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Computer made/mounted on velcro 3.5 inch – 90mm



USS CARL VINSON is the third NIMITZ – class aircraft carrier and the first ship in the Navy named after Congressman Carl Vinson.

General Characteristics:

Keel Laid: October 11, 1975

Launched: March 15, 1980

Commissioned: March 13, 1982

Builder: Newport News Shipbuilding Co., Newport News, Va.

Propulsion system: two nuclear reactors

Main Engines: four

Propellers: four

Blades on each Propeller: five

Aircraft elevators: four

Catapults: four

Arresting gear cables: four

Length, overall: 1,092 feet (332,85 meters)

Flight Deck Width: 252 feet (76,8 meters)

Area of flight deck: about 4,5 acres

Beam: 134 feet (40,84 meters)

Draft: 37,7 feet (11.3 meters)

Displacement: approx. 97,000 tons full load

Speed: 30+ knots

Planes: approx. 85

Crew: Ship: 3,200

Air Wing: 2,480

Armament: two Mk-57 Mod 3 Sea Sparrow launchers, three 20mm Phalanx CIWS Mk 15, two Rolling Airframe Missile (RAM) Systems

Homeport: San Diego, CA


USS CARL VINSON is commissioned on March 13, 1982. After extensive work up and sea trials, the ship with a crew of almost 6,000 Sailors departed Norfolk, Va., on March 1, 1983, and embarked on an eight-month around the world cruise. CARL VINSON steamed in the waters of the Caribbean Sea, Atlantic Ocean, Mediterranean Sea, South Atlantic and Indian Oceans, South China Sea, Sea of Japan and the Pacific Ocean en route to its new homeport of Naval Air Station Alameda, Calif. On Oct. 28, 1983, CARL VINSON sailed under the Golden Gate Bridge for the first time as it entered San Francisco Bay.

CARL VINSON received the highest marks ever awarded an aircraft carrier during an operational readiness examination in February. In March, the ship and crew became “San Francisco’s Own” in a formal adoption ceremony. In May, CARL VINSON participated in RIMPAC ’84, a multi-national exercise involving ships from nations which “Rim of the Pacific” including Canada, Japan, Australia, as well as the United Kingdom. On Oct. 14, 1984, CARL VINSON began a seven-month Western Pacific deployment.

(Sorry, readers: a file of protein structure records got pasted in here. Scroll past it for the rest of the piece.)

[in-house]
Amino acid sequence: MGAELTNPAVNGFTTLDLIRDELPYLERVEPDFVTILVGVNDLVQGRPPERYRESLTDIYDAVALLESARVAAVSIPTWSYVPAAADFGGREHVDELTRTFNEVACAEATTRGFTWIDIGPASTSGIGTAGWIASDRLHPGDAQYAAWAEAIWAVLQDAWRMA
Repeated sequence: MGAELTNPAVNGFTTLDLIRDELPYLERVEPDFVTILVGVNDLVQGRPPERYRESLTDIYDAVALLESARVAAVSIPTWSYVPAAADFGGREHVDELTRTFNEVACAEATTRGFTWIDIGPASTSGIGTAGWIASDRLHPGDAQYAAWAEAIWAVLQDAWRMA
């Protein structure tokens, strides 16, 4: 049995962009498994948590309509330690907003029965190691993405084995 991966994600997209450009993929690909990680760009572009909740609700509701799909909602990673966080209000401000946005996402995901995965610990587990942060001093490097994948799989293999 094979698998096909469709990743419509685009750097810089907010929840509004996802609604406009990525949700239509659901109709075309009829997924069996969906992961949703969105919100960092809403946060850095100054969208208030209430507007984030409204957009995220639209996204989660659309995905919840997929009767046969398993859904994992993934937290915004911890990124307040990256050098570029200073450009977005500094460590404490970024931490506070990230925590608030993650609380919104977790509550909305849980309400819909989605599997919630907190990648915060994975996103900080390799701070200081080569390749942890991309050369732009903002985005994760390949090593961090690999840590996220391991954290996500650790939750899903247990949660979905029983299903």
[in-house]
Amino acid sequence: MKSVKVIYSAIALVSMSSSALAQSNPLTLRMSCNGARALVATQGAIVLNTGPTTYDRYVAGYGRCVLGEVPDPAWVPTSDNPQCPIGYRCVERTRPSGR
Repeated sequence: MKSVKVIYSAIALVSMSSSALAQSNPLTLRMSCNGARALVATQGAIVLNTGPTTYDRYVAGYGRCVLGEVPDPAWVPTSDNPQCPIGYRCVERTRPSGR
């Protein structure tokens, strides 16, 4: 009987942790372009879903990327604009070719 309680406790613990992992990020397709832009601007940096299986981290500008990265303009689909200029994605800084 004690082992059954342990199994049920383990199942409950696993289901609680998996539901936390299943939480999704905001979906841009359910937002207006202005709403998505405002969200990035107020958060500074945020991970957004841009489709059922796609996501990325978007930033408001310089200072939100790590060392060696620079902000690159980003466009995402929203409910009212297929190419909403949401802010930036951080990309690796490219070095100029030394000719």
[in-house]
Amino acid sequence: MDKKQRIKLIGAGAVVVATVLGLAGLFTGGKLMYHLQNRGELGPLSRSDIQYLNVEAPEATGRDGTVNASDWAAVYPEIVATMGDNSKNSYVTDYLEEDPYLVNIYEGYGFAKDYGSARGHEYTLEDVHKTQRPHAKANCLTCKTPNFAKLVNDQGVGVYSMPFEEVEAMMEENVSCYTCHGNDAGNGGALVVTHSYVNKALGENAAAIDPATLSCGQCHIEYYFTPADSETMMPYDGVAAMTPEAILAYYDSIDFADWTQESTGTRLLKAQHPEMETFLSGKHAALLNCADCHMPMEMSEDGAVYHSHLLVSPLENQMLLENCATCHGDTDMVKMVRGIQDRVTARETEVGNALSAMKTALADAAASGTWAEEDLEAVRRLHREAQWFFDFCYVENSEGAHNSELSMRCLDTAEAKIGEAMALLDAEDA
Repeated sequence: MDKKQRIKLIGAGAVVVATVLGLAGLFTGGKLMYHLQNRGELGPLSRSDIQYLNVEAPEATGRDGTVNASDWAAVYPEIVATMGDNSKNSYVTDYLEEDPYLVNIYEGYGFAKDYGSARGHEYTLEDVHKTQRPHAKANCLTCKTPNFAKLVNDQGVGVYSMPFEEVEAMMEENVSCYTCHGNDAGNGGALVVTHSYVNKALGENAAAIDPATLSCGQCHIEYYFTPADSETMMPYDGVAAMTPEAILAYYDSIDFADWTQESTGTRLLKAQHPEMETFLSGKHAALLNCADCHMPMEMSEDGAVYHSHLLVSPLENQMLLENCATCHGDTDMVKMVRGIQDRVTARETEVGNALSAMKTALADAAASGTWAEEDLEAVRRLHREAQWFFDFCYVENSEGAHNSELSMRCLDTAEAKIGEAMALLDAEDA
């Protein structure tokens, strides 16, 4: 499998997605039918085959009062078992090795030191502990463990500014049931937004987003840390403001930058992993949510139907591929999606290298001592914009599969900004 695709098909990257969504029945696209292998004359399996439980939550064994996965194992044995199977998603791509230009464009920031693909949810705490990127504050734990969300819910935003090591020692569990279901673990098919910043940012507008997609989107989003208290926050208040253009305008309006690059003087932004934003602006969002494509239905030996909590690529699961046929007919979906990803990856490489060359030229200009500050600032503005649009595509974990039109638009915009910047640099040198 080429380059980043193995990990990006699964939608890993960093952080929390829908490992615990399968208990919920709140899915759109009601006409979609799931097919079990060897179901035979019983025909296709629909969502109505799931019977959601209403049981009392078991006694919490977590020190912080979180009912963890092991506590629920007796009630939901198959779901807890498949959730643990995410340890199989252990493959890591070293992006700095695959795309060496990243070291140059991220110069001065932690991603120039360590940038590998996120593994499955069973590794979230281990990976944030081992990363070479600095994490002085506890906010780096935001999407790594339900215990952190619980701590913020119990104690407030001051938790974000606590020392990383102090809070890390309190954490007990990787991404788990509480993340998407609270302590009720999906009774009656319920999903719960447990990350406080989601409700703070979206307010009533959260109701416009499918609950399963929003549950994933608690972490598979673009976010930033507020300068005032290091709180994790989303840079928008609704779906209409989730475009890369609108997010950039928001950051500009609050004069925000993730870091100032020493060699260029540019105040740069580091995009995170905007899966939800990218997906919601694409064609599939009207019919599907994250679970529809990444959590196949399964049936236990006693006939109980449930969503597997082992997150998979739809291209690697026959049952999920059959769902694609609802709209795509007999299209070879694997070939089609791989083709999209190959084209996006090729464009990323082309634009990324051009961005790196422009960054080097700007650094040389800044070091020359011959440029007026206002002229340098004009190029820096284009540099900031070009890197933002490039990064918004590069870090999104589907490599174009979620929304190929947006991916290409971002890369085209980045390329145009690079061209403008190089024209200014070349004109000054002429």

From early January to mid April, CARL VINSON was deployed in the Indian Ocean for 107 consecutive days at sea operations. The carrier received its first Meritorious Unit Commendations for operations conducted from November 1984 to May 1985. In February 1985, the Chief of Naval Operations named CARL VINSON as the winner of the Admiral Flatley Memorial Award for operational readiness and aviation safety for 1984.

In May and June, 1986, the ship was involved in a series of high-tempo operations that included RIMPAC ’86 exercise. On Aug. 12, 1986, CARL VINSON deployed on its second Western Pacific/Indian Ocean cruise and its third deployment in all. During transit west, CARL VINSON became the first aircraft to operate in the Bering Sea.

After conducting extensive operations in the Indian Ocean and North Arabian Sea, CARL VINSON transited the Bering Sea once again in January 1987.

During the transit to NAS Alameda, CARL VINSON received the highest grade ever given to an aircraft carrier during an Operational Reactor Safeguard Examination.

CARL VINSON departed NAS Alameda for its fourth deployment on June 15, 1988, and making another challenging and successful transit of the Bering Sea. The carrier completed 82 days on station in the North Arabian Sea. While on station, the Gold Eagle supported the escorting of American flagged tankers in the Arabian Gulf. CARL VINSON returned to NAS Alameda on Dec.16, 1988. The carrier received its second Admiral Flatley Memorial Award for aviation safety.

The carrier departed Alameda on Sept.18, 1989 to participate in PACEX ’89, the largest peacetime naval exercise since World War II. CARL VINSON conducted operations in the icy waters of the Bering Sea, including operations inside the Aleutian Islands. In the following weeks, CARL VINSON, leading a battle force of three carrier battle groups, conducted operations in the Western Pacific Ocean and Sea of Japan, and were joined by the navies of other nations.

The ship departed on its fifth deployment on Feb. 1, 1990, for the Western Pacific and Indian Ocean. The carrier received its first COMNAVAIRPAC Battle “E” award for 1990. After returning to Alameda on July 3, the carrier steamed to Bremerton, Wash. in September to commence a complex overhaul at Puget Sound Naval Shipyard starting on Sept. 22, 1990, which would conclude on April 6, 1993.

The carrier started its sixth deployment on Feb. 17, 1994, to the Western Pacific and Arabian Gulf in support of Operation Southern Watch. The Commander-in-Chief, Pacific Fleet Change of Command was held on the carrier on Aug. 5 while at Pearl Harbor. CARL VINSON returned to Alameda on Aug. 17, 1994, and received its third Admiral Flatley Award for aviation safety.